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How to Deal with those Dreaded Shipping Costs


Do you hate the thought of paying for shipping? If so, join a group that includes everyone you know. Overcome these charges by thinking a bit differently and taking a new approach.


Dread those shipping costs? Here's how to work around them.


A few years back, when I was working as a sales rep for art publishers and giftware manufacturers, I assisted a young business owner in her booth at the New York Gift Show. She set up her display of handmade journals and leather goods, and placed a large sign announcing a special offer of “10% discount on all orders placed at the show.” As the day progressed, response to her special was lukewarm at best.

I asked her to tell me about the shipping costs involved with her products. She did some calculations, and determined that shipping came to about 8% of the average order placed. We changed our strategy and the show special to “all orders placed at the show would get free shipping.”

Buyers listened – and they wrote orders. Saving on the perceived cost of shipping was a greater incentive than a discount on the order itself. Those who placed orders didn’t ask the dollar amount of the savings, and we were actually offering less than a 10% discount. But that didn’t matter, because the idea of free shipping trumped all.

Shipping costs can set up a psychological barrier for many customers, and may even kill a sale. Have you experienced this in your own business? It happens especially with large or heavy items, but can affect any purchase.

Here are a few ideas to overcome that resistance, and even lower your own costs:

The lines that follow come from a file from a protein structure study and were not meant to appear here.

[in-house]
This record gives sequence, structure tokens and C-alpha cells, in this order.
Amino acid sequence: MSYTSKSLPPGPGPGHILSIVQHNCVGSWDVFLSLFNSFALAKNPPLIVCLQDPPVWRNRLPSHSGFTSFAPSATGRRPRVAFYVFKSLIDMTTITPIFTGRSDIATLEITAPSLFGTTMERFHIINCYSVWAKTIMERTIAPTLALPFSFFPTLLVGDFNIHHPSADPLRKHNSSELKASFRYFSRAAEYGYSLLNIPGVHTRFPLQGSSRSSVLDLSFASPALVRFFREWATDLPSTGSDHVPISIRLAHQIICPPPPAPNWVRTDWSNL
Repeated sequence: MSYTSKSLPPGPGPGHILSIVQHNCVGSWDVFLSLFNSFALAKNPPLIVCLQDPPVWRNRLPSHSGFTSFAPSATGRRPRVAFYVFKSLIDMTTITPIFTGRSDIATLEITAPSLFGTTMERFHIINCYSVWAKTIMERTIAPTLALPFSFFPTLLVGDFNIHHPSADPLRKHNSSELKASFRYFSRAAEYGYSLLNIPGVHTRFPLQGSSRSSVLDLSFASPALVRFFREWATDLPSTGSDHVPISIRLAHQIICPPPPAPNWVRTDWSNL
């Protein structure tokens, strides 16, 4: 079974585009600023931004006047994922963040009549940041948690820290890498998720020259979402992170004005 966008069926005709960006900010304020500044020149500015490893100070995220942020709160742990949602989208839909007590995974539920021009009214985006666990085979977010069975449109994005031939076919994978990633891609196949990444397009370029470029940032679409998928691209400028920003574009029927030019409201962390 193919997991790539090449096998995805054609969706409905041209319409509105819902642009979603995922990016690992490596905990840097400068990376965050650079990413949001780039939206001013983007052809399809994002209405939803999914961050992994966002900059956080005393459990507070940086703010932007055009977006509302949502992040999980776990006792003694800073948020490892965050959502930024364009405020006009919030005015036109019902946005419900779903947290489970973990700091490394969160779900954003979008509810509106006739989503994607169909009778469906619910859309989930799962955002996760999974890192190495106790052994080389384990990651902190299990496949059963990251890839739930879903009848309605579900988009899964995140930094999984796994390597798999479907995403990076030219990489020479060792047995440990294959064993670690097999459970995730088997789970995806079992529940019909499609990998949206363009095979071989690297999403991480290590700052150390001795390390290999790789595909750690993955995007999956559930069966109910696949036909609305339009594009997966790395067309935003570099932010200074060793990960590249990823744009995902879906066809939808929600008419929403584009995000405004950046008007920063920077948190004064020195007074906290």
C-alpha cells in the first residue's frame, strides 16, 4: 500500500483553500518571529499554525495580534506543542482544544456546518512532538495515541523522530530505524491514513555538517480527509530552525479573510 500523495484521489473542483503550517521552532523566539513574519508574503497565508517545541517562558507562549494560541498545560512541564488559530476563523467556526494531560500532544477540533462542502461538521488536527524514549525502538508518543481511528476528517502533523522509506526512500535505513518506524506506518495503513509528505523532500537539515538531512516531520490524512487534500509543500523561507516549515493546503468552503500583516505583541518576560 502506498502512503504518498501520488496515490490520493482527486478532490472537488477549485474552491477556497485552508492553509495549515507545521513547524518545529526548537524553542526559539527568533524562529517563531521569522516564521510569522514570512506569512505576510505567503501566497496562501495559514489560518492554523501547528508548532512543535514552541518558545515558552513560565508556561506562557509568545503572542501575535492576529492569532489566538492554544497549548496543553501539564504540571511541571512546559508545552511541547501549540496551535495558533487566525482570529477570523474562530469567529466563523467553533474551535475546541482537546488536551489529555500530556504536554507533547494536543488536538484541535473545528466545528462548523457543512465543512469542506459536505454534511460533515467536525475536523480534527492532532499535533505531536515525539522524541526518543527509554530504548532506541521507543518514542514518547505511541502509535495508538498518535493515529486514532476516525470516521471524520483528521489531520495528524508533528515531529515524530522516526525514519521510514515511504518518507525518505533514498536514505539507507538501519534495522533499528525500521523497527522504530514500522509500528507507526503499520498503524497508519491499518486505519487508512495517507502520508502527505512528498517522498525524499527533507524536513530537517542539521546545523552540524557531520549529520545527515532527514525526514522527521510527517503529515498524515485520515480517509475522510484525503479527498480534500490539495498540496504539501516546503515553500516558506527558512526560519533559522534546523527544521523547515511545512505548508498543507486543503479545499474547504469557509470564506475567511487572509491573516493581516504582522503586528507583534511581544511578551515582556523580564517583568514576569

1. Reduce shipping (or offer it free) by increasing the price of your goods. Build value into your work and increase the price, given that you are now including shipping in your pricing formula. This strategy is used by retailers of all types to reduce or eliminate the “shipping cost” line item from their invoices, and it can work very well.

2. Encourage a price level purchase to get free shipping, and bump up your sale. You’ll see this strategy on Amazon and many other sites which set an order total threshold for free shipping. I’ve added a purchase to my Amazon orders to total over $25 for free shipping before. Have you?

3. Offer local customers free delivery of large pieces, and free installation. This can solve a couple of problems for the purchaser, and help to close the sale. Unwieldy pieces can be hard to transport, and this policy removes that concern. If your art needs to be installed carefully, you can make sure it’s done right (and give great customer service.) Plus, as you visit their home or office, you get to know the customer better. You may have the opportunity to discuss other pieces that might work for their space – and you can bet that you’ll be remembered.

4. Offer free shipping on subsequent orders. This is a great strategy to drive repeat sales. If you ship out an order to a customer, include a coupon for free freight on their next purchase. And, you can encourage referral sales by also including another coupon for a friend to get free shipping on a purchase, too.

5. Negotiate for a better deal. If you ship your work frequently, consider approaching carriers for a volume discount. Do your homework and have competitors’ rates in front of you when you call.

6. Realize your own discounts. Some carriers provide free shipping boxes, which help reduce your costs. And, if you ship similar packages all the time, you might qualify for prepaid shipping with Fedex and UPS, which provides a discount. Some professional associations offer shipping discounts to their members, or you could work with a third party business such as Siriani to reduce overall freight costs.

Carolyn EdlundThis article is courtesy of
Carolyn Edlund, founder of Artsy Shark, is a business writer, speaker and consultant for artists. She is the Executive Director of the Arts Business Institute, presenting at art business workshops throughout the United States. Carolyn works with artists every day in strategy sessions designed to help them structure their businesses, set and reach their goals. Find out more about scheduling your own business consultation with Carolyn here: window